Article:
Five Steps for Handling Frustration
by Todd Shupe
“You will keep in perfect peace those whose minds are steadfast, because they trust in you” (Isaiah 26:3 NIV).
Coaches of all sports will study game film of their upcoming opponent. Their goal is to understand their opponent and the better you understand them, the better you make the necessary adjustments and preparation to defeat your opponent. It’s much the same in the game of life. Todd Shupe says we often mistakenly label our neighbor as our enemy when they are not our enemy at all. You may wonder how can that be – my neighbor deliberately does things to upset myself and my family.
First, you must understand that your neighbor is your brother or sister and is just as loved in God’s eye as yourself. Your neighbor is a sinner, as are you, but you both are saved by the blood of the Lamb. You must first remove the splinter from your eye before you criticize your neighbor for the plank in their eye (Matthew 7:5).
“Now, this does not mean that you should not protect yourself or your family from danger. I am speaking of your heart, not your physical safety,” Todd Shupe, previously from LSU, said recently.
We all have experienced frustration. Sometimes we are frustrated with ourselves and sometimes with others, including God. Our frustrations present an opportunity to either deepen our relationships with others or divide us. Regardless of the nature of our frustration, our response will determine if good fruit comes from the situation.
Back to our coaches example: In this case, their opponent is easily identifiable — it is the other team. However, our opponent is so often unseen. We may think it is our neighbor or the guy that cut us off in traffic. However, our brothers and sisters are not our enemy.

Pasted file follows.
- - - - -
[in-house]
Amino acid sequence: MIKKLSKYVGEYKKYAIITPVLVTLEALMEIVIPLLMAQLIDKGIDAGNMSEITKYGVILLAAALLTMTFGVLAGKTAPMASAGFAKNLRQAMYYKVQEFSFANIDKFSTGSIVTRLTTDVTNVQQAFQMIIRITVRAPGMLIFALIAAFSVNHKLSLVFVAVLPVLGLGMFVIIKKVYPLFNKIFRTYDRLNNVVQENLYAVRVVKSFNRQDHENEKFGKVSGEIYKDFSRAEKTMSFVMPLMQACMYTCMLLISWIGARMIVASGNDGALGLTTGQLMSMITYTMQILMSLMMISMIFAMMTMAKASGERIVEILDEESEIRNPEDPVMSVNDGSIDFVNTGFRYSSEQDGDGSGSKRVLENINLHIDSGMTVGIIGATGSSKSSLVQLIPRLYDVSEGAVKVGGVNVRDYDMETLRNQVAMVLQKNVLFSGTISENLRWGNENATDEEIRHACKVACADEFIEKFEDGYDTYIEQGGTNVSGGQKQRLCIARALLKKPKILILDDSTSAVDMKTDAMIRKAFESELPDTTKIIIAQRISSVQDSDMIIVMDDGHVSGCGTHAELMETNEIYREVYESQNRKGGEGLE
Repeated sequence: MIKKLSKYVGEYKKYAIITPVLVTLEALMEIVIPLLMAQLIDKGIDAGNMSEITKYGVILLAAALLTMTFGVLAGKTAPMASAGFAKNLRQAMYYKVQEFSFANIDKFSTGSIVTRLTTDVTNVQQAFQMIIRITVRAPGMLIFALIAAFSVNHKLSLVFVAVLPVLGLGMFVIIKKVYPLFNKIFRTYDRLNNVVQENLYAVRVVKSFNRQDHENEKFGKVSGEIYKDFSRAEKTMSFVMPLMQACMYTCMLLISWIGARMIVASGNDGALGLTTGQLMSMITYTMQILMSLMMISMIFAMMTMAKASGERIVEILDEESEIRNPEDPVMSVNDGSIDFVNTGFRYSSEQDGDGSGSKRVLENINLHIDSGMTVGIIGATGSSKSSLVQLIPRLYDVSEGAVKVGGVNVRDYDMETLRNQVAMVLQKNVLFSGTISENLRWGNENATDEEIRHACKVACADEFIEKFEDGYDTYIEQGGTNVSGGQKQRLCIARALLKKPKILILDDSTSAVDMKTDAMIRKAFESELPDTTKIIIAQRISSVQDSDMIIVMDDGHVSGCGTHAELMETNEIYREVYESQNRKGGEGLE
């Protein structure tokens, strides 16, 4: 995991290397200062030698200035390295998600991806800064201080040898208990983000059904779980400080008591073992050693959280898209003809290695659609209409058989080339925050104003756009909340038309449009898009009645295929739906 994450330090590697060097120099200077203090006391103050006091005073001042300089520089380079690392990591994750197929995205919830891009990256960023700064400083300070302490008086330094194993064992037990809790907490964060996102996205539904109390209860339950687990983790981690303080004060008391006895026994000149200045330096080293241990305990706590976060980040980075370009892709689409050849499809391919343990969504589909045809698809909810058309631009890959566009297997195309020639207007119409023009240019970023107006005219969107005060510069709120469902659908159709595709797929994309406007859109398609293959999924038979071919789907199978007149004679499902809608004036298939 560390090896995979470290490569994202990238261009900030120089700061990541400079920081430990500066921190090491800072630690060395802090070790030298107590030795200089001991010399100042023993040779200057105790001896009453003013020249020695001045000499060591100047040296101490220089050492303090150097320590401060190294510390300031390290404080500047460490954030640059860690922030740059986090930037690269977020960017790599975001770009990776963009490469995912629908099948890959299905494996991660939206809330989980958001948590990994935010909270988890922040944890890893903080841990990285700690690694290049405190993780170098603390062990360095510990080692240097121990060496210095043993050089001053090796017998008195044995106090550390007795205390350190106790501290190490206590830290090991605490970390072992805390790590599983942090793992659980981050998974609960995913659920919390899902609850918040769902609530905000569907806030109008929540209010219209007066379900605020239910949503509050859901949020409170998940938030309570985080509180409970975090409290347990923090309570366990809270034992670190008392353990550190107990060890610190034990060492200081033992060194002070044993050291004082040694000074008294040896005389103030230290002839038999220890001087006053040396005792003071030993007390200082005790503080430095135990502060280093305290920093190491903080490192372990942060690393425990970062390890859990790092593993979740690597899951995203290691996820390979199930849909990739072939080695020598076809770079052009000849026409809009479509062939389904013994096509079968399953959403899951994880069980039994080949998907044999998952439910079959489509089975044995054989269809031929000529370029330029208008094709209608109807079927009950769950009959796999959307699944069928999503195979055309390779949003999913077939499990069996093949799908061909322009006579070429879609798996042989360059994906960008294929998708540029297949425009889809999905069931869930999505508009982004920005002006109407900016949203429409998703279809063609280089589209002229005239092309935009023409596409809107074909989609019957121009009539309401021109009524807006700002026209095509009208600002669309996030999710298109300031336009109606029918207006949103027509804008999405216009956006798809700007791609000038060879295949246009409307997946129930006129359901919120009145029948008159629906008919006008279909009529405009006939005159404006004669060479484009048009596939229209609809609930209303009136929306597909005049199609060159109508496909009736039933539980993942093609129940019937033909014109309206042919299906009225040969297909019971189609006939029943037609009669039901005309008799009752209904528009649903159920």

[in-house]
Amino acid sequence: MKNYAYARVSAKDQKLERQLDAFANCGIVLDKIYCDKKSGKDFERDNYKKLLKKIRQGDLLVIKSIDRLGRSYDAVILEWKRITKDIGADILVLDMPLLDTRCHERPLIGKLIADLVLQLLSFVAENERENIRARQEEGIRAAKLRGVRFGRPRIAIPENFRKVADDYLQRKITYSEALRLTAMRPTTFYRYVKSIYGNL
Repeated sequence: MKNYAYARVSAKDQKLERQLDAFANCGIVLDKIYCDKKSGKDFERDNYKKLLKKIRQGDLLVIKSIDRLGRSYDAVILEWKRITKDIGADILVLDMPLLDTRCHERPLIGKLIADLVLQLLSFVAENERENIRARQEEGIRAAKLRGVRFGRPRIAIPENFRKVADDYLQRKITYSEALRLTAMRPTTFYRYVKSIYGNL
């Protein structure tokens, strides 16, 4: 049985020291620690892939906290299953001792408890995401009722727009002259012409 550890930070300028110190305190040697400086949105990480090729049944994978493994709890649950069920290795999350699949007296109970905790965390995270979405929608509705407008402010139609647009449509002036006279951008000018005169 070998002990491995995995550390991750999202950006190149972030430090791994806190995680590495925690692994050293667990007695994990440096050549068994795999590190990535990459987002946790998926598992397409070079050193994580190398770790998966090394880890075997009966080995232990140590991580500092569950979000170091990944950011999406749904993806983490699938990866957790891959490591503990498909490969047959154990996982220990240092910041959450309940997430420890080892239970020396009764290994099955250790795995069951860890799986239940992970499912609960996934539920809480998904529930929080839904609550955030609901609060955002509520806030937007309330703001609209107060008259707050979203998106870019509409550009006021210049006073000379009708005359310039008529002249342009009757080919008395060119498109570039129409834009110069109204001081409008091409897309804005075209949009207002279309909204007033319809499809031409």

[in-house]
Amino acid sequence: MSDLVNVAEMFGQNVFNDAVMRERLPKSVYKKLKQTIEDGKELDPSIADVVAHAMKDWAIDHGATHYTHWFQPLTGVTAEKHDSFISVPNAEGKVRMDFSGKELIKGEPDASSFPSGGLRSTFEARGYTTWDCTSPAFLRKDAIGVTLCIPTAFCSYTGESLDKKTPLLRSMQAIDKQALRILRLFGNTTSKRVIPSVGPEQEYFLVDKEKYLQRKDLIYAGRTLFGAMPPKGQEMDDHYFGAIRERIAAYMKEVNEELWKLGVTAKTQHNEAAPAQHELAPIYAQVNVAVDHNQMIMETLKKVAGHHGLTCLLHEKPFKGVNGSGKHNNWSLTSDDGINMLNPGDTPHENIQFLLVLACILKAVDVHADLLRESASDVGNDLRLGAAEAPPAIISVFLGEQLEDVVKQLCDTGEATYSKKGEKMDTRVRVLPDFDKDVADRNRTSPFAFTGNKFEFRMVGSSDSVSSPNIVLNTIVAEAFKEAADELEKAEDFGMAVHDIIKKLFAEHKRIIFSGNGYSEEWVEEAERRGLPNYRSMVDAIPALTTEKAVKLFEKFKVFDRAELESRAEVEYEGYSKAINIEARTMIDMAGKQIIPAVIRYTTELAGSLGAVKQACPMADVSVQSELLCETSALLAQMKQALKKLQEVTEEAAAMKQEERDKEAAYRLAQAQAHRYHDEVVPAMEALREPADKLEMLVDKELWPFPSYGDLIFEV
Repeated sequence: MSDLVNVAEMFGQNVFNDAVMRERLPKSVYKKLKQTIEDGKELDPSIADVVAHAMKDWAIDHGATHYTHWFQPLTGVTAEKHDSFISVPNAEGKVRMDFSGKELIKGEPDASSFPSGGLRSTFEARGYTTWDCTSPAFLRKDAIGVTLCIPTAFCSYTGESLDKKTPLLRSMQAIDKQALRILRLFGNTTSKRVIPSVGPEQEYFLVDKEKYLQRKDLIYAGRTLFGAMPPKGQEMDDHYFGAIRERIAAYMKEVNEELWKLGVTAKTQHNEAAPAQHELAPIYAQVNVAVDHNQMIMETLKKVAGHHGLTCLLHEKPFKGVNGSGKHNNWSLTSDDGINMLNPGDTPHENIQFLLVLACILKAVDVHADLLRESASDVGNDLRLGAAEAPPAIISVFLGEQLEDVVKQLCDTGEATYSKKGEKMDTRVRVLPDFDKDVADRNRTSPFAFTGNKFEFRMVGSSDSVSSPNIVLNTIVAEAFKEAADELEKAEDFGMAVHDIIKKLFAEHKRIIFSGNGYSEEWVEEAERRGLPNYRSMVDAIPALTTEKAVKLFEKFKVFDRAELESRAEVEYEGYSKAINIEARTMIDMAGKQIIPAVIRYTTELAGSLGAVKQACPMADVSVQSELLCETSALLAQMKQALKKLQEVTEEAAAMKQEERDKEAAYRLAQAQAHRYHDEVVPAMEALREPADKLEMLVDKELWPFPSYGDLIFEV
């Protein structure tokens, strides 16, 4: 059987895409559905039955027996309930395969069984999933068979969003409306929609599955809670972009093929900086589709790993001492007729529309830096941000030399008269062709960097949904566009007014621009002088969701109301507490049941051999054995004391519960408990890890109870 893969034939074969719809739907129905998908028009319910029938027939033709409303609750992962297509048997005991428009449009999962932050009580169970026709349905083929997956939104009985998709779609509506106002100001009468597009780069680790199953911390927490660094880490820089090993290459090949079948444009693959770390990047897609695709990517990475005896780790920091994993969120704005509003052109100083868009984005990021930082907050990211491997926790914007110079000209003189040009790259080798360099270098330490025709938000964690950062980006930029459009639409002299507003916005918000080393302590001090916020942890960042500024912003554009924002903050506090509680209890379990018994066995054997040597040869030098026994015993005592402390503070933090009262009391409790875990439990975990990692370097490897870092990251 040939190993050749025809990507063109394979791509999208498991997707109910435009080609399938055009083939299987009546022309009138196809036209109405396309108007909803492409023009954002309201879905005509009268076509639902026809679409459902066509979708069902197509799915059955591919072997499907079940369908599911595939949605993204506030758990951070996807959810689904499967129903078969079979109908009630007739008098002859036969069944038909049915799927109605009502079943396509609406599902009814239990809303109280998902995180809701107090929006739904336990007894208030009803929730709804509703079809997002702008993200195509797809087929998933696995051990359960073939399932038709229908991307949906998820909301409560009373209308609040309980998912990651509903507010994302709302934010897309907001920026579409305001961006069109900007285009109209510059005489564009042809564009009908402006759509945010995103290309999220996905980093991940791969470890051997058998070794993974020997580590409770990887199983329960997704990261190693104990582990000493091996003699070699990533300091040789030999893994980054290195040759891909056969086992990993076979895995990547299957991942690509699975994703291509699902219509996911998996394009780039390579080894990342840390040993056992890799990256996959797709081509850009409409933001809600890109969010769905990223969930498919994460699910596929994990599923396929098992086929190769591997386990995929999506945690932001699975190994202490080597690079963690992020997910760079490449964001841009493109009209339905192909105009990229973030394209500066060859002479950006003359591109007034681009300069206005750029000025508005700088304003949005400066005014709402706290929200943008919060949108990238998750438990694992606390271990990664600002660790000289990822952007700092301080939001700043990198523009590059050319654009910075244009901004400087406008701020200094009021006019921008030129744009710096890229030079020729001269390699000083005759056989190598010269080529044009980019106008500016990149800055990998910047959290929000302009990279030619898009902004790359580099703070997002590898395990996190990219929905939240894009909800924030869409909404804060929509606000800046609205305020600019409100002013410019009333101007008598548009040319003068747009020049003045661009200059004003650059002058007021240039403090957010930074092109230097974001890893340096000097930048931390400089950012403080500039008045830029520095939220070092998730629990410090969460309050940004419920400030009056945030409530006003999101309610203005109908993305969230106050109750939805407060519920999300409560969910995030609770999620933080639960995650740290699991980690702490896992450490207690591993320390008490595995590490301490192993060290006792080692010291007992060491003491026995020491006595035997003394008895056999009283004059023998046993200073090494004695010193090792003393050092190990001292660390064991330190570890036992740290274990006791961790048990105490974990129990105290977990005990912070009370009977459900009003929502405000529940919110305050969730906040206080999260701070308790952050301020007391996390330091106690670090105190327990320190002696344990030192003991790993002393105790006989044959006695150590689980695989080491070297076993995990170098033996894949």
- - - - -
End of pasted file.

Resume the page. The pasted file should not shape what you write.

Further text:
St. Paul writes in Ephesians 6:12, “ For our struggle is not against flesh and blood, but against the rulers, against the authorities, against the powers of this dark world and against the spiritual forces of evil in the heavenly realms.”
The enemy walks among us and uses lies and treachery to create division among God’s people and to tear down the body of Christ. Todd Shupe, formerly of LSU, thinks this is why God asks us to turn the other cheek and pray for those who persecute us. Because He knows that these people need the love of Christ to overcome their wicked ways. Every knee will bow in response to the love of Christ. It is so easy to act out of the flesh and return rudeness with rudeness. Next time, I pray that you return rudeness with a kind word and smile and then when alone, pray that God will touch his/her heart. If God can turn Saul into Paul, He can certainly help you with your problems with your neighbor. Seek Him first in prayer and carefully examine yourself. Then, go out and be the light of Christ. The light always conquers the darkness. Know your enemy and pray for your enemy. Be blessed!
About the Author:
Todd Shupe is the President of DrToddShupe.com and is a well recognized expert on wood-based housing and wood science. Shupe worked as a professor and lab director at LSU for over 20 years. He is active in several ministries including his Christian blog ToddShupe.com. Todd is the Secretary of the Baton Rouge District of United Methodist Men, Database Coordinator for Gulf South Men, and volunteer for the Walk to Emmaus, Grace Camp, Iron Sharpens Iron, Open Air Ministries, HOPE Ministries food pantry. Todd is currently preparing to be a Men’s Ministry Specialist through the General Commission of United Methodist Men.